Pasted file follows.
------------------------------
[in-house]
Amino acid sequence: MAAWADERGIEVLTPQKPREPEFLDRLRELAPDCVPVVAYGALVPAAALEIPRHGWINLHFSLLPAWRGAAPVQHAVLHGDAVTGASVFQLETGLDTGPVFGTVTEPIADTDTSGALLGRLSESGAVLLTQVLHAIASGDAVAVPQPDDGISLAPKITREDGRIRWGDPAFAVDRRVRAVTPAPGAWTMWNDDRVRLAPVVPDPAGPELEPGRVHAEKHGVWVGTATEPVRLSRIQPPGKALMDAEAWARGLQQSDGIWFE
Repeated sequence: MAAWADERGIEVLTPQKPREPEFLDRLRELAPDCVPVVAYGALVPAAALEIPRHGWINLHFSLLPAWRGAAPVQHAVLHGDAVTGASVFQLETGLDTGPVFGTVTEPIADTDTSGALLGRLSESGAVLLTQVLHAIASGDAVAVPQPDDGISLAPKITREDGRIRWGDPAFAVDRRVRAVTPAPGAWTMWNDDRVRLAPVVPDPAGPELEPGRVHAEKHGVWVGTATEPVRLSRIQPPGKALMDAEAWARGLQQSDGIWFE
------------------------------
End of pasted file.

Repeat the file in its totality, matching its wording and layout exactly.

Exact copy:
[in-house]
Amino acid sequence: MAAWADERGIEVLTPQKPREPEFLDRLRELAPDCVPVVAYGALVPAAALEIPRHGWINLHFSLLPAWRGAAPVQHAVLHGDAVTGASVFQLETGLDTGPVFGTVTEPIADTDTSGALLGRLSESGAVLLTQVLHAIASGDAVAVPQPDDGISLAPKITREDGRIRWGDPAFAVDRRVRAVTPAPGAWTMWNDDRVRLAPVVPDPAGPELEPGRVHAEKHGVWVGTATEPVRLSRIQPPGKALMDAEAWARGLQQSDGIWFE
Repeated sequence: MAAWADERGIEVLTPQKPREPEFLDRLRELAPDCVPVVAYGALVPAAALEIPRHGWINLHFSLLPAWRGAAPVQHAVLHGDAVTGASVFQLETGLDTGPVFGTVTEPIADTDTSGALLGRLSESGAVLLTQVLHAIASGDAVAVPQPDDGISLAPKITREDGRIRWGDPAFAVDRRVRAVTPAPGAWTMWNDDRVRLAPVVPDPAGPELEPGRVHAEKHGVWVGTATEPVRLSRIQPPGKALMDAEAWARGLQQSDGIWFE